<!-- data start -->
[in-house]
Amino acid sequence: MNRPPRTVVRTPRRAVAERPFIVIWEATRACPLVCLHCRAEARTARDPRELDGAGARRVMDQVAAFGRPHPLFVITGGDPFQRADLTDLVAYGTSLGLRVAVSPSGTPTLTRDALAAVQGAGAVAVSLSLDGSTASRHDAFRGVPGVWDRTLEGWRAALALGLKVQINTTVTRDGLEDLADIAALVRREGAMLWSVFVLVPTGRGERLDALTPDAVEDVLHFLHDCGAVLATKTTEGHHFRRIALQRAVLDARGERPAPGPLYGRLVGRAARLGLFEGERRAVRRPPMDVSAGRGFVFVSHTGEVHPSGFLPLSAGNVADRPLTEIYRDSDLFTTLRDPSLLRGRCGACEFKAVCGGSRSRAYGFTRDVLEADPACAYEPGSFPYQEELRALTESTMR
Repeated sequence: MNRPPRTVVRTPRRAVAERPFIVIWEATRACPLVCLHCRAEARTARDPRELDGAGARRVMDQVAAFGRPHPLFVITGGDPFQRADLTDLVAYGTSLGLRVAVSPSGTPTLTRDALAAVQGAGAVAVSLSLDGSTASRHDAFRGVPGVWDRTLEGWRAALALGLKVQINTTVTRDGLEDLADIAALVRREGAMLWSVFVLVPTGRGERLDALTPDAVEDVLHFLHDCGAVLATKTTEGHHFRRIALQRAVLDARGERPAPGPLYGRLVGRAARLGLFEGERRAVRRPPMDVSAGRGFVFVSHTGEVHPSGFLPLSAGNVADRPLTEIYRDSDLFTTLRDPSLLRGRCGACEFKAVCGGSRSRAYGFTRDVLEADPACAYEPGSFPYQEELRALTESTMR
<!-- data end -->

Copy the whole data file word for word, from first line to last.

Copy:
[in-house]
Amino acid sequence: MNRPPRTVVRTPRRAVAERPFIVIWEATRACPLVCLHCRAEARTARDPRELDGAGARRVMDQVAAFGRPHPLFVITGGDPFQRADLTDLVAYGTSLGLRVAVSPSGTPTLTRDALAAVQGAGAVAVSLSLDGSTASRHDAFRGVPGVWDRTLEGWRAALALGLKVQINTTVTRDGLEDLADIAALVRREGAMLWSVFVLVPTGRGERLDALTPDAVEDVLHFLHDCGAVLATKTTEGHHFRRIALQRAVLDARGERPAPGPLYGRLVGRAARLGLFEGERRAVRRPPMDVSAGRGFVFVSHTGEVHPSGFLPLSAGNVADRPLTEIYRDSDLFTTLRDPSLLRGRCGACEFKAVCGGSRSRAYGFTRDVLEADPACAYEPGSFPYQEELRALTESTMR
Repeated sequence: MNRPPRTVVRTPRRAVAERPFIVIWEATRACPLVCLHCRAEARTARDPRELDGAGARRVMDQVAAFGRPHPLFVITGGDPFQRADLTDLVAYGTSLGLRVAVSPSGTPTLTRDALAAVQGAGAVAVSLSLDGSTASRHDAFRGVPGVWDRTLEGWRAALALGLKVQINTTVTRDGLEDLADIAALVRREGAMLWSVFVLVPTGRGERLDALTPDAVEDVLHFLHDCGAVLATKTTEGHHFRRIALQRAVLDARGERPAPGPLYGRLVGRAARLGLFEGERRAVRRPPMDVSAGRGFVFVSHTGEVHPSGFLPLSAGNVADRPLTEIYRDSDLFTTLRDPSLLRGRCGACEFKAVCGGSRSRAYGFTRDVLEADPACAYEPGSFPYQEELRALTESTMR